Pandora Thomas; Antonio Roman-Alcala; Urban Permaculture Institute; Ross Martin Design; Alexander J. Felson, ASLA, Yale School of Architecture

The Permaculture and Social Equity Team (P+Set) based their project on a commitment to community inclusion in the design process. The team undertook a comprehensive assessment of the needs, capacity, and existing knowledge of the community, and worked with them to create a “people’s plan.” This plan laid out a set of strategies Marin City can implement to create a resilient future.

Marin City, a community comprised of high density of people of color and low income, sits at the foot of a watershed stressed by numerous factors: eroded gullies, insufficient infrastructure that induces flooding, and an adjacency to the Bay, where rising level already threatens the city and the highway in between.

The process that led to a “people’s plan” involved partnering with the community, demonstrating that residents can become “creators and equals at the table” without dependency on “experts coming in to save them.” At the urging of the community, an eight-week course was initiated, to teach them about the unique water flow patterns of Marin City and techniques that could be employed to slow and spread the water, such as creek day lighting, terrace gardening, and bioswales.

The People’s Plan / Permaculture Plus Social Equity, Resilient By Design

“Communities are often included in the community design component—but it’s often just going through the motion,” said environmental designer Pandora Thomas. She believes their plan engaged the community as equal partners.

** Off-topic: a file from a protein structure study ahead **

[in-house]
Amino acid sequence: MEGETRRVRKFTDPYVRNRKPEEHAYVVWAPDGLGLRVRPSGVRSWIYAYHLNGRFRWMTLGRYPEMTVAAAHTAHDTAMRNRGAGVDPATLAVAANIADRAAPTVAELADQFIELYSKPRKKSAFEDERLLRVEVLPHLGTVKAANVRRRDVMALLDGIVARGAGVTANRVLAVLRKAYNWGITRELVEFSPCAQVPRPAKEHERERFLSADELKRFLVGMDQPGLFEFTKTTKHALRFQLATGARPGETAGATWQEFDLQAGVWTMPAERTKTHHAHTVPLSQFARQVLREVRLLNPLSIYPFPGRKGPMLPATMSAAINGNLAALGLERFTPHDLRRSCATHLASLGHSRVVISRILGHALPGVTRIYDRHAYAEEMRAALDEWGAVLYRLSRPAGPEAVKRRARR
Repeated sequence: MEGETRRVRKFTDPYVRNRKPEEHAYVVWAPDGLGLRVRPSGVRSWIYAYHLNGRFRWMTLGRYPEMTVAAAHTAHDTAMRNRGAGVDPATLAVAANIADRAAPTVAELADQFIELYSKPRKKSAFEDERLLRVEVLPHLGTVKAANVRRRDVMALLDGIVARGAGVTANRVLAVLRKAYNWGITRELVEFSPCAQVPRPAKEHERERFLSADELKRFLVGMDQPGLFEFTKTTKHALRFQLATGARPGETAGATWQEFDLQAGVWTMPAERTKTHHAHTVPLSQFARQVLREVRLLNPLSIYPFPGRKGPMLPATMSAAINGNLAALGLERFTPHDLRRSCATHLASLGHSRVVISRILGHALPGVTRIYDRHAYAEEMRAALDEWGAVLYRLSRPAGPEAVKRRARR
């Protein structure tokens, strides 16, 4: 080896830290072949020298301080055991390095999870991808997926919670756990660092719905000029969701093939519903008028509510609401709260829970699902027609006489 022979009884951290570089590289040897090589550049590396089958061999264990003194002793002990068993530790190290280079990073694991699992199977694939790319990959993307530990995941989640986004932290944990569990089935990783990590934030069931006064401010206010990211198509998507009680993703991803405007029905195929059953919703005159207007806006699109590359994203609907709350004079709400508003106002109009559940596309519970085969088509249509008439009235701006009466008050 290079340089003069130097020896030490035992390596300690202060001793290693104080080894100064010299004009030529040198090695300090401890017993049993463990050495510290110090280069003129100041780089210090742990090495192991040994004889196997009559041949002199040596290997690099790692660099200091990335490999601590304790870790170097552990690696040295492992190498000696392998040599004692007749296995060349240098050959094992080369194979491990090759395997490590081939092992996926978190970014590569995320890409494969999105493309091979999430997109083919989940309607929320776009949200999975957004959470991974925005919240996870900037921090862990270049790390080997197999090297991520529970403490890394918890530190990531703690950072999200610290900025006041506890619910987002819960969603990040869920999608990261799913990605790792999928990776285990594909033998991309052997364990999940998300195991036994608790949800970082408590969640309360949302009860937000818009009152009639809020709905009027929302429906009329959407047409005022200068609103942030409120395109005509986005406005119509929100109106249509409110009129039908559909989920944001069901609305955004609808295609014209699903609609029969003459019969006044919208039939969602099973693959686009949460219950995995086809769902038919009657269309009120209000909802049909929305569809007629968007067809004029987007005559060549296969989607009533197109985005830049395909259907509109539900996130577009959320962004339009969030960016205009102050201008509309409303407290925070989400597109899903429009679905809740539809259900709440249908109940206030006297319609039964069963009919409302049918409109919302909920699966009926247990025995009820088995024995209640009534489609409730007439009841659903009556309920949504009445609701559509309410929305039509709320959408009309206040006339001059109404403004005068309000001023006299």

The jury applauded P+Set for demonstrating how important building social capital is in achieving community resilience. However, they voiced concerns about the plan’s omission of a sea-level-rise response; to which the team acknowledged that ultimately the community does need to work with other districts to innovate at the multi-jurisdictional level. The team focused on empowering and equipping the community with increased literacy that can build leadership.

The Grand Bayway by Common Ground

TLS Landscape Architecture; Exploratorium; Guy Nordenson & Associates; Michael Maltzan Architecture; HR&A Advisors; Sitelab Urban Studio; Lotus Water; Rana Creek; Dr. John Oliver; Richard Hindle, UC Berkeley; Fehr & Peers Transportation Consultants

Common Ground proposed an elevated scenic byway that sweeps across the San Pablo Baylands and Sonoma and Napa Counties in the North San Francisco Bay. The byway would create an “Ecological Central Park” that improves connectivity with an iconic gesture.